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All Talk, Little Action: AI and Digital Ethics in People Technology

Bhumika Zhaveri, Founder and CEO, InteriMarket
| Posted at 3:00 PM by ISACA News | Category: Risk Management | Permalink | Email this Post | Comments (0)

Bhumika ZhaveriAs we continue the end-of-the year review on all things tech, digital ethics and the progress of artificial intelligence (AI) in people-related technologies springs to mind. People tech affects HR, recruitment and other areas that enable businesses to hire, manage and plan their key asset – people. With new suppliers coming out consistently, it is very difficult for businesses to understand which technology is ethical with regard to data, code and algorithms, versus technology that is not.

The first thing to highlight is that AI is a huge buzzword for people tech these days. However, it is abused more often than it should be, resulting in confusion for businesses that simply may not have the time to keep on top of tech or research it before buying, typically costing them huge resources. To clarify, AI has several strands, two of which are machine learning and automation. These two are significantly highest in use at the moment in people tech, whereas other forms of AI are more relevant in other sectors. As an example, autonomous cars use robotics and other relevant strands of AI.

Now, regardless of the use of AI and its specific strand, especially when it concerns algorithm-building stages, it is extremely important for every developer and tech business to not only think about “ethics” and “biases,” but to actually implement practices that would help them not only tackle their own challenges with regards to ethics and biases, but also those of their employees and users. This truly allows them to build and code for purpose-driven, value-add commercial products. Increasingly, a lot of experts are talking about this issue, from TechUK committees that I participate in, to IEEE guidelines I am part of globally. There are a lot of experts, individuals and organizations constantly talking about this important topic.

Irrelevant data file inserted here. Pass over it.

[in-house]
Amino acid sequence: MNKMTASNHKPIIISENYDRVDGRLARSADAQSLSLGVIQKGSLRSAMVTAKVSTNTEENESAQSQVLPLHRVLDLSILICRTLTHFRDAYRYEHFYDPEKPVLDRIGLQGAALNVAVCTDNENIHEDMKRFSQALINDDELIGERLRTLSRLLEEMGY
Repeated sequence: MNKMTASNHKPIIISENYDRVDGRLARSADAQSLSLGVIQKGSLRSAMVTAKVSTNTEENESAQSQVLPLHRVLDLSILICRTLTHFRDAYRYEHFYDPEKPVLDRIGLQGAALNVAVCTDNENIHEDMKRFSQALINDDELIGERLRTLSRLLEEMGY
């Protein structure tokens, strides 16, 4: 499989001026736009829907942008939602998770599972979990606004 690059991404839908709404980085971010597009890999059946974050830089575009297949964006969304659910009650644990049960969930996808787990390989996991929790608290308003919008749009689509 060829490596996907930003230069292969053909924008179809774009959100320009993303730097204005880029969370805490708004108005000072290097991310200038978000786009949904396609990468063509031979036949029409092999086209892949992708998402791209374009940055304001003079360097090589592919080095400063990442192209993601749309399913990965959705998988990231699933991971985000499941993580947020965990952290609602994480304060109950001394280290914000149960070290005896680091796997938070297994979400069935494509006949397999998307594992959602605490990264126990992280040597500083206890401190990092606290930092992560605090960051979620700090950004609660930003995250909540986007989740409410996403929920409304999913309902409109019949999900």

However, very little has been seen in terms of action, and so, for my part, I am “practicing what I preach.” While we are a startup, and it does add a couple hours to my time reviewing the code for new features, it is very satisfying to know that this work comes from a place of supporting users. In addition, we prioritize careful data use and management; we will strictly only use the data that helps our users with analytics (based on what our platform offers) and provides a better experience.

How can larger tech companies and software houses implement this? I believe that the larger the business, the easier it should be to have processes and resources that effectively address the desired outputs of the business vision and support customers, while also to serve as an in-house ethics and bias reviewer. This gives businesses a lot of power internally to follow guidelines drawn by governments and other organizations working actively to support this framework-building.

There is no doubt that 2019 will be a key year for growth in digitization, automation, augmented analytics and blockchain. So, I really hope that businesses stop talking about the fundamental challenges of digital and AI ethics, and start building tools and frameworks to monitor them.

About the author: Bhumika Zhaveri is a non-conventional and solutions-driven technology entrepreneur and businesswoman. As an experienced HR Technologist, she has expertise in HR and Recruitment: Technology & Programme Management for Change & Transformation. Privileged to look at challenges differently than most due to versatile life, personal and professional experiences, she is actively involved with TechUK, IEEE for data ethics, AI & digital committees and TechSheCan charter with PWC, Girls Who Code and similar organizations supporting women in stem . Currently, she is also the Tech Advisor for Resume Foundation and Bridge of Hope, while also being a founding member of Digital Anthropology.


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